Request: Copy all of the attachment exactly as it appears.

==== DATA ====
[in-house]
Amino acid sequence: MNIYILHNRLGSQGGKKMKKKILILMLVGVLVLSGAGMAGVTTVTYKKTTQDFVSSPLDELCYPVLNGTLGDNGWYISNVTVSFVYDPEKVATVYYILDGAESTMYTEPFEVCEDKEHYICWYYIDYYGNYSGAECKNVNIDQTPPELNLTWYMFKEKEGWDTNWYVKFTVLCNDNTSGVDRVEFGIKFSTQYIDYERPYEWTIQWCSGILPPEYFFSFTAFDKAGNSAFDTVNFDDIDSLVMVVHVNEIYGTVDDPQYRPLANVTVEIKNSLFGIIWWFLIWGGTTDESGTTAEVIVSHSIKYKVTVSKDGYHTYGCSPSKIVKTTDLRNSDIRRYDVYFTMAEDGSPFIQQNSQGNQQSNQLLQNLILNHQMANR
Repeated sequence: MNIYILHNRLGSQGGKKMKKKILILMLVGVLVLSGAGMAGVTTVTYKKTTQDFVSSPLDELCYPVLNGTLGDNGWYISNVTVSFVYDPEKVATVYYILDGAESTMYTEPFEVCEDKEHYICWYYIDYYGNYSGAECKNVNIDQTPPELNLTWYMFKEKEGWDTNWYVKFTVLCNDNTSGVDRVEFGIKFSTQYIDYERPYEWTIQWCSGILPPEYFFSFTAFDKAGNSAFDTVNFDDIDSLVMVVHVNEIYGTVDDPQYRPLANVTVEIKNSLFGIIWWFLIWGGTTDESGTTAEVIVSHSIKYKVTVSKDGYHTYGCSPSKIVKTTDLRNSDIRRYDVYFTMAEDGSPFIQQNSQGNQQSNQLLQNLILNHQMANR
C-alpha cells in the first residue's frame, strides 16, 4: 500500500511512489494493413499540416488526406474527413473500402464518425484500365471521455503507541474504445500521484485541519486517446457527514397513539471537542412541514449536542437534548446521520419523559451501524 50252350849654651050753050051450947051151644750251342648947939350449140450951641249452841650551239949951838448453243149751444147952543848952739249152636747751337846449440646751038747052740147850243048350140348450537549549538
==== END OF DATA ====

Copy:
[in-house]
Amino acid sequence: MNIYILHNRLGSQGGKKMKKKILILMLVGVLVLSGAGMAGVTTVTYKKTTQDFVSSPLDELCYPVLNGTLGDNGWYISNVTVSFVYDPEKVATVYYILDGAESTMYTEPFEVCEDKEHYICWYYIDYYGNYSGAECKNVNIDQTPPELNLTWYMFKEKEGWDTNWYVKFTVLCNDNTSGVDRVEFGIKFSTQYIDYERPYEWTIQWCSGILPPEYFFSFTAFDKAGNSAFDTVNFDDIDSLVMVVHVNEIYGTVDDPQYRPLANVTVEIKNSLFGIIWWFLIWGGTTDESGTTAEVIVSHSIKYKVTVSKDGYHTYGCSPSKIVKTTDLRNSDIRRYDVYFTMAEDGSPFIQQNSQGNQQSNQLLQNLILNHQMANR
Repeated sequence: MNIYILHNRLGSQGGKKMKKKILILMLVGVLVLSGAGMAGVTTVTYKKTTQDFVSSPLDELCYPVLNGTLGDNGWYISNVTVSFVYDPEKVATVYYILDGAESTMYTEPFEVCEDKEHYICWYYIDYYGNYSGAECKNVNIDQTPPELNLTWYMFKEKEGWDTNWYVKFTVLCNDNTSGVDRVEFGIKFSTQYIDYERPYEWTIQWCSGILPPEYFFSFTAFDKAGNSAFDTVNFDDIDSLVMVVHVNEIYGTVDDPQYRPLANVTVEIKNSLFGIIWWFLIWGGTTDESGTTAEVIVSHSIKYKVTVSKDGYHTYGCSPSKIVKTTDLRNSDIRRYDVYFTMAEDGSPFIQQNSQGNQQSNQLLQNLILNHQMANR
C-alpha cells in the first residue's frame, strides 16, 4: 500500500511512489494493413499540416488526406474527413473500402464518425484500365471521455503507541474504445500521484485541519486517446457527514397513539471537542412541514449536542437534548446521520419523559451501524 50252350849654651050753050051450947051151644750251342648947939350449140450951641249452841650551239949951838448453243149751444147952543848952739249152636747751337846449440646751038747052740147850243048350140348450537549549538